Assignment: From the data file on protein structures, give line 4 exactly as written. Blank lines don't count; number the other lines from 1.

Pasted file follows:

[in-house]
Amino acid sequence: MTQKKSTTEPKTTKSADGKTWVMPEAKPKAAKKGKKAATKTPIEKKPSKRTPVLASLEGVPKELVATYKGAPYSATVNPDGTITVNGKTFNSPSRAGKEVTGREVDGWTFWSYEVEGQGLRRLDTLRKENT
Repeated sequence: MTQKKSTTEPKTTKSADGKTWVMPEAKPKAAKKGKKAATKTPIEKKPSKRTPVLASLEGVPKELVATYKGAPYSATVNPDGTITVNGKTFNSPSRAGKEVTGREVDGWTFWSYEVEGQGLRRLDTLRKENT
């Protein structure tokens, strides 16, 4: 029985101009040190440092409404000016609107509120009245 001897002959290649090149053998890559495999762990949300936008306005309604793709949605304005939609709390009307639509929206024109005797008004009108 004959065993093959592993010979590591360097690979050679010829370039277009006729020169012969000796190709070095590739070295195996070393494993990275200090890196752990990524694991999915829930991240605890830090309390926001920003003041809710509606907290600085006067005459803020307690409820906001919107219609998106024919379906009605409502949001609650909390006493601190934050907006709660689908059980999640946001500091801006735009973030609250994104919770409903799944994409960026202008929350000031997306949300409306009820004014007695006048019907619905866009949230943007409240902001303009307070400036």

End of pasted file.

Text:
């Protein structure tokens, strides 16, 4: 029985101009040190440092409404000016609107509120009245 001897002959290649090149053998890559495999762990949300936008306005309604793709949605304005939609709390009307639509929206024109005797008004009108 004959065993093959592993010979590591360097690979050679010829370039277009006729020169012969000796190709070095590739070295195996070393494993990275200090890196752990990524694991999915829930991240605890830090309390926001920003003041809710509606907290600085006067005459803020307690409820906001919107219609998106024919379906009605409502949001609650909390006493601190934050907006709660689908059980999640946001500091801006735009973030609250994104919770409903799944994409960026202008929350000031997306949300409306009820004014007695006048019907619905866009949230943007409240902001303009307070400036």